What is inside a black hole? Quantum computers can simulate it

(ORDO NEWS) — Both quantum computing and machine learning have been called the next big computing revolution for quite some time now.

However, experts point out that these methods are not universal tools – they will only be a big leap forward in computing power for very specialized algorithms, and even more rarely they will be able to work on the same problem.

One example of where they can work together is in modeling the answer to one of the hardest problems in physics: how does General Relativity relate to the Standard Model?

The team, led by researchers from the University of Michigan and RIKEN, believes they have succeeded in developing just such an algorithm. There aren’t many places where two great physical models collide, but around a black hole is one of them.

Black holes themselves are massive gravity wells that are completely controlled by the physics defined by General Relativity. However, countless particles swirl around their event horizons, which are not actually affected by gravity, but fall under the structure of the Standard Model, which deals directly with particle physics.

There has long been a theory that the motions and accelerations of particles directly above a black hole could be a two-dimensional projection of what the black hole itself is doing in three dimensions.

This concept is called holographic dualism and can offer a way to find a critical interface between relativity (i.e. black hole physics) and the Standard Model (i.e. particle physics).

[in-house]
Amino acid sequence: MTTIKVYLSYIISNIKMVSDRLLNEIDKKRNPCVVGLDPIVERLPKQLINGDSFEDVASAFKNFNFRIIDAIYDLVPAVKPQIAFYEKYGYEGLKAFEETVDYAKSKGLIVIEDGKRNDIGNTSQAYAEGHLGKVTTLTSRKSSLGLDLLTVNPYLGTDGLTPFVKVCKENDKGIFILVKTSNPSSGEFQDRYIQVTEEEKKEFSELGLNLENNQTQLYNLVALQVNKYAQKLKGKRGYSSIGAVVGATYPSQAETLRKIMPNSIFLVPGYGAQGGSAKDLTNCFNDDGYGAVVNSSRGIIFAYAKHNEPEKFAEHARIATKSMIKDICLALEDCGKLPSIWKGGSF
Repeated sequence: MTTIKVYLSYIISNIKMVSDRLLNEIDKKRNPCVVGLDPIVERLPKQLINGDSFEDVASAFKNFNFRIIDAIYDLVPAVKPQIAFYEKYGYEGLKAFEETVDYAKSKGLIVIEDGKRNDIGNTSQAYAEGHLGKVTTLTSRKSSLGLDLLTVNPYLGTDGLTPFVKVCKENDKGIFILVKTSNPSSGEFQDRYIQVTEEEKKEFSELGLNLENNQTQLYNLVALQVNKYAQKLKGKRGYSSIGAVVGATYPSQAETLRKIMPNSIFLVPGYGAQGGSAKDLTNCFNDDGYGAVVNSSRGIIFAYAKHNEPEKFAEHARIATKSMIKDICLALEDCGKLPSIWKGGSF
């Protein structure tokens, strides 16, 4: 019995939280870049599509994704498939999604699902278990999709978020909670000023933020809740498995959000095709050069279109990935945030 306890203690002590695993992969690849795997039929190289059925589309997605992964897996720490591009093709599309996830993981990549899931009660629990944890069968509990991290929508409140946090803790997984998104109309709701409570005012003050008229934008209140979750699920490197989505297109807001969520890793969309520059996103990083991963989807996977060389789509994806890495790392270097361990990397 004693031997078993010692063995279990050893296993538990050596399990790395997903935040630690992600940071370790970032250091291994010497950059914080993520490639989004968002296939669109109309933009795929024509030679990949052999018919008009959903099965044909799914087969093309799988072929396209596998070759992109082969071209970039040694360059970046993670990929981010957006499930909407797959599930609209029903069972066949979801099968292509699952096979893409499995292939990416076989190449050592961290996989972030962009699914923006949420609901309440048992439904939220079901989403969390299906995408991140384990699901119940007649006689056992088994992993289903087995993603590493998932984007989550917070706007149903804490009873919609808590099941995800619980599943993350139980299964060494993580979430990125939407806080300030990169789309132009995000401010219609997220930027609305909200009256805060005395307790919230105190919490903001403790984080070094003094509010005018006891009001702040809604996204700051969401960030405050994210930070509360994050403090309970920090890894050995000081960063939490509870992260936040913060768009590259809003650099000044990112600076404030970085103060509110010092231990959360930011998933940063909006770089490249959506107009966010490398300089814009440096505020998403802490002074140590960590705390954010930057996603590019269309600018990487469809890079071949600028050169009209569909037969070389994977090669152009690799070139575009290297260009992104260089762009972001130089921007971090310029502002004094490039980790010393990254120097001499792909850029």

However, holographic dualism itself is difficult to model using modern computational algorithms. So Enrico Rinaldi, a physicist at the University of Michigan and RIKEN, tried to develop a new model that uses two very popular computing architectures – quantum computing and machine learning.

Quantum computing itself can be useful in modeling particle physics, since some of the physical processes that underlie the computing platform itself obey physical laws that are so foreign to us at the macro scale.

In this case, Dr. Rinaldi and his team used an algorithm running on a quantum computer to simulate the particles that make up the design part of holographic dualism.

To do this, they used a concept called the quantum matrix model. As with many other physical simulations, the ultimate goal of the simulation was to find the lowest energy state of the system.

Quantum matrix models would effectively solve optimization problems to find the smallest energy state of particle systems projected over a black hole.

Algorithms using a quantum computer are not the only way to find these “ground states,” as the system’s lowest-energy state is called. Another way is to use an artificial intelligence technique called a neural network. They are based on the use of systems similar to those found in the human brain.

The team applied these algorithms to a type of matrix model, still based on quantum ideas but not requiring quantum computing.

Known as quantum wavefunctions, they again represented particle activity on the surface of a black hole. Once again, the neural network algorithm was able to solve the optimization problem and find its “ground state”.

According to Rinaldi, these new methods represent a significant improvement over other previous attempts at solving these algorithms. “Other methods that people commonly use can find the ground state energy, but not the entire structure of the wave function,” Rinaldi said in a press release.

What this means for understanding the interior of a black hole, or the interface between the standard model and general relativity, is still a bit of a black box. Theoretically, there should be a way to model the interior of a black hole using the types of quantum wave functions defined by these algorithms.

But this work, which Rinaldi says could lead to a quantum theory of gravity, is not yet complete. However, as these emerging computing architectures continue to gain momentum, you can almost be sure that someone will try to shed light on this black box.


Contact us: [email protected]

Our Standards, Terms of Use: Standard Terms And Conditions.